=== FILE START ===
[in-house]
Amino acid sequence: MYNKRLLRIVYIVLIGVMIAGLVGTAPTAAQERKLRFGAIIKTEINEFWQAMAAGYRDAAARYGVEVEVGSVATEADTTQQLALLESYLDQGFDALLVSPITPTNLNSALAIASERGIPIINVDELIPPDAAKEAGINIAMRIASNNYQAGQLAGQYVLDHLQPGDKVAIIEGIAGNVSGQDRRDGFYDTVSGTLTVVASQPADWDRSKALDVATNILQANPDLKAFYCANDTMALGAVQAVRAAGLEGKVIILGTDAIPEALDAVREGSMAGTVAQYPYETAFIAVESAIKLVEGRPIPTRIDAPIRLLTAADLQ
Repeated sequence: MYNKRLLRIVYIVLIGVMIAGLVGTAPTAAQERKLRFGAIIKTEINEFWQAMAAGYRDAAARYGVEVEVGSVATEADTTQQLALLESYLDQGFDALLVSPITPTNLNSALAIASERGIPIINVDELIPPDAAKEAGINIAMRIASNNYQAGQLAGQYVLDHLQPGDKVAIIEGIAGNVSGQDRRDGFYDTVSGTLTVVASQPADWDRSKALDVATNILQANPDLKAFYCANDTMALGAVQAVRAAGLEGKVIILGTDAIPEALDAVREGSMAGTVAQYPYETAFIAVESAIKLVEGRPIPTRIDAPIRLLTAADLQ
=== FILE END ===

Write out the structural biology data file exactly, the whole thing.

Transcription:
[in-house]
Amino acid sequence: MYNKRLLRIVYIVLIGVMIAGLVGTAPTAAQERKLRFGAIIKTEINEFWQAMAAGYRDAAARYGVEVEVGSVATEADTTQQLALLESYLDQGFDALLVSPITPTNLNSALAIASERGIPIINVDELIPPDAAKEAGINIAMRIASNNYQAGQLAGQYVLDHLQPGDKVAIIEGIAGNVSGQDRRDGFYDTVSGTLTVVASQPADWDRSKALDVATNILQANPDLKAFYCANDTMALGAVQAVRAAGLEGKVIILGTDAIPEALDAVREGSMAGTVAQYPYETAFIAVESAIKLVEGRPIPTRIDAPIRLLTAADLQ
Repeated sequence: MYNKRLLRIVYIVLIGVMIAGLVGTAPTAAQERKLRFGAIIKTEINEFWQAMAAGYRDAAARYGVEVEVGSVATEADTTQQLALLESYLDQGFDALLVSPITPTNLNSALAIASERGIPIINVDELIPPDAAKEAGINIAMRIASNNYQAGQLAGQYVLDHLQPGDKVAIIEGIAGNVSGQDRRDGFYDTVSGTLTVVASQPADWDRSKALDVATNILQANPDLKAFYCANDTMALGAVQAVRAAGLEGKVIILGTDAIPEALDAVREGSMAGTVAQYPYETAFIAVESAIKLVEGRPIPTRIDAPIRLLTAADLQ